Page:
Linda escorted Ysabeau to her place just below the south coast of England. Sarah stood across from her, as promised, above the north coast of Scotland. Linda walked clockwise three times around the carefully arranged witches, maps, and vampire, sprinkling salt to cast a protective circle.

Once everyone was in her proper place, I took the stopper out of the bottle of red ink. The distinctive scent of dragon’s-blood resin filled the air. There were other ingredients in the ink, too, including more than a few drops of my own blood. Ysabeau’s nostrils flared at the coppery tang. I dipped the quill pen into the ink and pressed the chiseled silver nib onto a narrow slip of parchment. It had taken me two days to find someone willing to make me a pen using a feather from a barn owl—far longer than it would have in Elizabethan London.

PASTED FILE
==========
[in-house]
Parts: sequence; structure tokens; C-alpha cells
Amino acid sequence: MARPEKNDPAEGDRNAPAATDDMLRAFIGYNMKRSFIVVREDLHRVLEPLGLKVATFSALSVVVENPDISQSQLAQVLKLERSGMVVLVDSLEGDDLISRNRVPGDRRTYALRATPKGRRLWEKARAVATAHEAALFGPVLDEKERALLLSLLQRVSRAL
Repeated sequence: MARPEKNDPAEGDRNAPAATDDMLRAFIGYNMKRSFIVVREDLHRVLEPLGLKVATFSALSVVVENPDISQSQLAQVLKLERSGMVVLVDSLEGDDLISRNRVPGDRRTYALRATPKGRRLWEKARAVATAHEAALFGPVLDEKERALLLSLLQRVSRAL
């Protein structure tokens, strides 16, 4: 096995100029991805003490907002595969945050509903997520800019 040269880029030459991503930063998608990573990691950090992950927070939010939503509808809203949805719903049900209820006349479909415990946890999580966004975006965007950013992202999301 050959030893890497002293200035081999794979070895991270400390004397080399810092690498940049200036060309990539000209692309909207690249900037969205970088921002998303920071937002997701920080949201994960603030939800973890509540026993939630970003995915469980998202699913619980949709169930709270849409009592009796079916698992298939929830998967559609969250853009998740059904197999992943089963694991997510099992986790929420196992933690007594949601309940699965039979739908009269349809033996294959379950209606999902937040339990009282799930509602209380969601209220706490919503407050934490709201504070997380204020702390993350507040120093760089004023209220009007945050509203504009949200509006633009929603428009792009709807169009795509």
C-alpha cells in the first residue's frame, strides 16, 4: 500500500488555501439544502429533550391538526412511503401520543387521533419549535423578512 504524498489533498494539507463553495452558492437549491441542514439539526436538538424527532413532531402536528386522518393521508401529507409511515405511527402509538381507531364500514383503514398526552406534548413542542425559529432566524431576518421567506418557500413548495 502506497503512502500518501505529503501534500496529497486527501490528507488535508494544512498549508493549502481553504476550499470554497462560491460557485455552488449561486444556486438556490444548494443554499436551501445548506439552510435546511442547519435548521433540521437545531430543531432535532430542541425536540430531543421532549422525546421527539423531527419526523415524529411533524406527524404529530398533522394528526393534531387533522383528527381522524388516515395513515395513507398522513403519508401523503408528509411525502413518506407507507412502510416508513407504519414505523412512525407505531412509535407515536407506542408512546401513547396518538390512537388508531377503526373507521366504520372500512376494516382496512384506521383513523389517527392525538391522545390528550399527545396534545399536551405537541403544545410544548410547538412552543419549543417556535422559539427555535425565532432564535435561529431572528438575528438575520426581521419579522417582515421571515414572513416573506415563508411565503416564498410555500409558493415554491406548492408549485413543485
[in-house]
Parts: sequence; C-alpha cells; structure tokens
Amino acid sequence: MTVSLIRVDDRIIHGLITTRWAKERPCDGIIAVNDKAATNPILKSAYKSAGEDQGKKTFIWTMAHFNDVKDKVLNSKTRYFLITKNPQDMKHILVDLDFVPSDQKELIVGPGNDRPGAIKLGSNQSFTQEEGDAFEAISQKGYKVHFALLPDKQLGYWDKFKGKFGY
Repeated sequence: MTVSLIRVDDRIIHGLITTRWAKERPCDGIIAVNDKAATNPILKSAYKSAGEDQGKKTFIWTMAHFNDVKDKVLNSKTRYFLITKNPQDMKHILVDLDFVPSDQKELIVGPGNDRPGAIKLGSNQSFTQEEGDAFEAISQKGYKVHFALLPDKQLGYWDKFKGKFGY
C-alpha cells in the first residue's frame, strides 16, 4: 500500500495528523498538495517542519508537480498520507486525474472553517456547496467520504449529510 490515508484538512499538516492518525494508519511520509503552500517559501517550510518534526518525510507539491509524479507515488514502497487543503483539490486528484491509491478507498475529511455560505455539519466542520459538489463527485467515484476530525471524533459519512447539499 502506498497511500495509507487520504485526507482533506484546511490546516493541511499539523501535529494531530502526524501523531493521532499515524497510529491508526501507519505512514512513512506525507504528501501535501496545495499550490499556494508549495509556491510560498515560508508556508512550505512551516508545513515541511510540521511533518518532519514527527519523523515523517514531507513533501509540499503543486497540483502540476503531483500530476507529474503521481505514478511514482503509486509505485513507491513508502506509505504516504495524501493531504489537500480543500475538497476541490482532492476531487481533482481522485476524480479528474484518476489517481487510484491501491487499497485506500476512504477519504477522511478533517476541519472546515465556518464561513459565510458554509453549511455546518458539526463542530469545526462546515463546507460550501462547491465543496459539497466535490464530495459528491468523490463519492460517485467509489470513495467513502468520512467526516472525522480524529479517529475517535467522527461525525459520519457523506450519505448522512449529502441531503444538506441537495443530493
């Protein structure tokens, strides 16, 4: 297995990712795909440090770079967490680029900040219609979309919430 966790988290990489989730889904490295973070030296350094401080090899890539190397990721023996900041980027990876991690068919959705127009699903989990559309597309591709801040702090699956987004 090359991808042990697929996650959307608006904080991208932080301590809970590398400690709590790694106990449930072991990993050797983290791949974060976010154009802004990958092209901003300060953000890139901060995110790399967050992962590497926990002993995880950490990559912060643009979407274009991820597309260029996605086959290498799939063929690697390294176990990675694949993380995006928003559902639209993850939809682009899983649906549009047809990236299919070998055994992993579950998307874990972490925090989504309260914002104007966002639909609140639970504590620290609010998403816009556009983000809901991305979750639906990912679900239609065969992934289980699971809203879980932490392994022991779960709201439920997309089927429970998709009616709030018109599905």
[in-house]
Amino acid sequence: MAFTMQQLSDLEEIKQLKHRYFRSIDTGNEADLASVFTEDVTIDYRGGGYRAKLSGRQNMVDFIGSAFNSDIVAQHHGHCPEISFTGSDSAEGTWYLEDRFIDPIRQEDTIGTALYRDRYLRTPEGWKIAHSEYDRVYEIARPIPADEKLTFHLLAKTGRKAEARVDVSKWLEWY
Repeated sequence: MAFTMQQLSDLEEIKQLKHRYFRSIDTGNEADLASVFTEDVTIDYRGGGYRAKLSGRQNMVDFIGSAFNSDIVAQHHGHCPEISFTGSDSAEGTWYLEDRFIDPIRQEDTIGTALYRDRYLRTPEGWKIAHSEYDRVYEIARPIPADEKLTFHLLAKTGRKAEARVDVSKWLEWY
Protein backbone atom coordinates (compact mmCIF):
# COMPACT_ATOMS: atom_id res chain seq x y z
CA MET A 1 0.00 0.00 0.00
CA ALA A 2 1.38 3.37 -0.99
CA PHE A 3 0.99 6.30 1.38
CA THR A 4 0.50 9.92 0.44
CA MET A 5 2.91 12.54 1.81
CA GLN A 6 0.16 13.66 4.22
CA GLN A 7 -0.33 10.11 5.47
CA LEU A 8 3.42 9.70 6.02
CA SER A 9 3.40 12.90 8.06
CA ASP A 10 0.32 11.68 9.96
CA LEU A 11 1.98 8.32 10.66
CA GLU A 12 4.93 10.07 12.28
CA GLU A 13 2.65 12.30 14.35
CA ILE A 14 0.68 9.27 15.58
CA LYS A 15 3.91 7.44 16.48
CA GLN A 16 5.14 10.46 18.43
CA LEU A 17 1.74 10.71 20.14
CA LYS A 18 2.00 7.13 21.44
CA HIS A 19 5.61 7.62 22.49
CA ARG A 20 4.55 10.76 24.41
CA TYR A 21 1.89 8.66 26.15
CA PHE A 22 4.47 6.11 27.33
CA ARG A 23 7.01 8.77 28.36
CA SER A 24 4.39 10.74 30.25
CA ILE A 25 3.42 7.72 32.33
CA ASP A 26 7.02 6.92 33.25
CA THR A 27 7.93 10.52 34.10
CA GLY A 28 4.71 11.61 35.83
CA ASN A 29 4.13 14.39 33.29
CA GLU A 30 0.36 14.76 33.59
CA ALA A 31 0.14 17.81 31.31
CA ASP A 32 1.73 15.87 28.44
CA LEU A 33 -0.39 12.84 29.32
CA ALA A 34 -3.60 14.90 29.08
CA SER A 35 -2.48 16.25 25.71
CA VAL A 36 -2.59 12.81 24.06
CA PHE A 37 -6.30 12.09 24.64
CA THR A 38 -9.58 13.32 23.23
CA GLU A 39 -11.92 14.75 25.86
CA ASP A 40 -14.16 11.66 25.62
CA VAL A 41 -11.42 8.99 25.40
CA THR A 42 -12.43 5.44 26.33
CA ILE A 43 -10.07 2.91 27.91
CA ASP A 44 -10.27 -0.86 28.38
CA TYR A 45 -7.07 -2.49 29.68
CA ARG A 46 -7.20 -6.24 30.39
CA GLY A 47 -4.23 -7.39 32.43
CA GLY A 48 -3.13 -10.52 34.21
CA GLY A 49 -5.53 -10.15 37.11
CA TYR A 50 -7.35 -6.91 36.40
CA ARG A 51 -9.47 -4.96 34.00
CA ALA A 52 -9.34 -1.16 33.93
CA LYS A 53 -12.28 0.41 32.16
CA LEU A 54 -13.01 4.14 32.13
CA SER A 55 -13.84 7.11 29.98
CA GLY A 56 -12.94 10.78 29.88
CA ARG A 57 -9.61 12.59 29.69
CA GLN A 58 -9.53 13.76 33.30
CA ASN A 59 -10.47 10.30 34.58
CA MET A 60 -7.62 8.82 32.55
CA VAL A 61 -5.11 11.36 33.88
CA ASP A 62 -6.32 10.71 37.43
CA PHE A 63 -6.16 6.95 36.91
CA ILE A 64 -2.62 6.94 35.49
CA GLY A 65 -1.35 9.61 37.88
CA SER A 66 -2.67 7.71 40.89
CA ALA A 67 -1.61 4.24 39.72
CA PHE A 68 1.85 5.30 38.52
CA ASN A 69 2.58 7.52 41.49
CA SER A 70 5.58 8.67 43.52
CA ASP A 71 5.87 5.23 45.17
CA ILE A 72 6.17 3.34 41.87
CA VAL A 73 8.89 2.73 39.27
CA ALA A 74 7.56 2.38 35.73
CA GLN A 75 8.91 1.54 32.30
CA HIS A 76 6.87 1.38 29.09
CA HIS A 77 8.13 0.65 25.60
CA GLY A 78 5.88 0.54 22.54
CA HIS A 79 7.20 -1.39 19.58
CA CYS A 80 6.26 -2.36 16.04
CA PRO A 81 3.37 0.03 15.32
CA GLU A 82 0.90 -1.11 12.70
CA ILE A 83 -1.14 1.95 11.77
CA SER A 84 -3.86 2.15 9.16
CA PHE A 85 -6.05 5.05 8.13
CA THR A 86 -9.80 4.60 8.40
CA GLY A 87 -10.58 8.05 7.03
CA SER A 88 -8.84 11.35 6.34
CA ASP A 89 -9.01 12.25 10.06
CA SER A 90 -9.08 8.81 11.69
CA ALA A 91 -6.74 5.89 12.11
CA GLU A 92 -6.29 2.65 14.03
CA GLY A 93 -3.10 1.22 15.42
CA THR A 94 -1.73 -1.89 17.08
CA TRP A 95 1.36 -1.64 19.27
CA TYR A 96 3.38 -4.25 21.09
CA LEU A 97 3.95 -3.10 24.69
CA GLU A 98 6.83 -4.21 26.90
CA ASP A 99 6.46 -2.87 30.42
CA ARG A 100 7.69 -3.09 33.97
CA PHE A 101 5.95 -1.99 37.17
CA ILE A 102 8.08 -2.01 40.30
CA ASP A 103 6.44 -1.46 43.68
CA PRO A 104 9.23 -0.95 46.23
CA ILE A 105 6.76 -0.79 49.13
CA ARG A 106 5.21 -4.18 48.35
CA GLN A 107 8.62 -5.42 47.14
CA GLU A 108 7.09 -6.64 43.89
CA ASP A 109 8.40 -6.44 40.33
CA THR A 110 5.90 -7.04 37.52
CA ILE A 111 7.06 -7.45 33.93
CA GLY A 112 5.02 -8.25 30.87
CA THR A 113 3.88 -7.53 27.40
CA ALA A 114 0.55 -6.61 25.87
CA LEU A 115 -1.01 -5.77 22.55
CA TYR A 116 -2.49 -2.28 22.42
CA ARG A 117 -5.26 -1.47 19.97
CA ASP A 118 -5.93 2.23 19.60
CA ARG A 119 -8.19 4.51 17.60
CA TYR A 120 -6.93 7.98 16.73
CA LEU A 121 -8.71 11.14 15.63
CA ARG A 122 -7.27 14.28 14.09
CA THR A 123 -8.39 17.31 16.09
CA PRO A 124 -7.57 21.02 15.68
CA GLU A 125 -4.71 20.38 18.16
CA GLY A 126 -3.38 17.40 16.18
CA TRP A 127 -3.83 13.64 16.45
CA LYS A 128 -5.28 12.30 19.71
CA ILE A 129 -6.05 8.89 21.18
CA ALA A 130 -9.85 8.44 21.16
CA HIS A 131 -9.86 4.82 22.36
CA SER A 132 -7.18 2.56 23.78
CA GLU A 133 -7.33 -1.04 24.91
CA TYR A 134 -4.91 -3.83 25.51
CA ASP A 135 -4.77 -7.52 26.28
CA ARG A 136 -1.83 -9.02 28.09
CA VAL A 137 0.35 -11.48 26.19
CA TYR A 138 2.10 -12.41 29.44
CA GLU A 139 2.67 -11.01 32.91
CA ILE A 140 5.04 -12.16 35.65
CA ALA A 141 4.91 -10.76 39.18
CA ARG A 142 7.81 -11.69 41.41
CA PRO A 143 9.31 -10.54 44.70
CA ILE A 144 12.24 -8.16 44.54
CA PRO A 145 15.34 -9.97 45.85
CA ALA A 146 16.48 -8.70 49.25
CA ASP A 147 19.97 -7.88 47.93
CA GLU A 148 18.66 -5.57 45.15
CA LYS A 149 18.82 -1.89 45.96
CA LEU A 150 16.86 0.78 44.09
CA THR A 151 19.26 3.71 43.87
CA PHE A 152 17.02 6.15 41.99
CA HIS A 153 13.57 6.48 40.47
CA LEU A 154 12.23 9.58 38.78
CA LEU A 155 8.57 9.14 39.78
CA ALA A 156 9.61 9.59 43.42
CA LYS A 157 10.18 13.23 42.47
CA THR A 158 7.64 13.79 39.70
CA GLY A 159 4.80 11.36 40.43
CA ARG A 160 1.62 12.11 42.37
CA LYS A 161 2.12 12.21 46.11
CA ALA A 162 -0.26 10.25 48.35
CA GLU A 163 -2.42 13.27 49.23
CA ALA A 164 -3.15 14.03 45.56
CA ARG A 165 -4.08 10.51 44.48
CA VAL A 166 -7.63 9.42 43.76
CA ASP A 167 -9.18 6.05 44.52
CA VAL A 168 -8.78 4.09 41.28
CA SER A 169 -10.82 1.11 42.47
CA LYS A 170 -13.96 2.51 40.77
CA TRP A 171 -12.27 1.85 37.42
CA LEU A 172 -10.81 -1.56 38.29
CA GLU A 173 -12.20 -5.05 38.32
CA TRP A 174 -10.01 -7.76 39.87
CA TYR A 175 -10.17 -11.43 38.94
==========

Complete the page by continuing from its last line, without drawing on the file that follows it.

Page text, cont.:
Letter by letter, working from the outside of the parchment to the center, I wrote the name of the person I sought.

T, N, J, O, W, T, E, S


I folded the parchment carefully to hide the name. Now it was my turn to walk outside the sacred circle and work another binding. After slipping Master Habermel’s compendium into the pocket of my sweater along with the parchment rectangle, I began a circular perambulation from the place between the firewitch and the waterwitch. I passed by Tamsin and Ysabeau, Linda and Cassandra, Sarah and Sybil.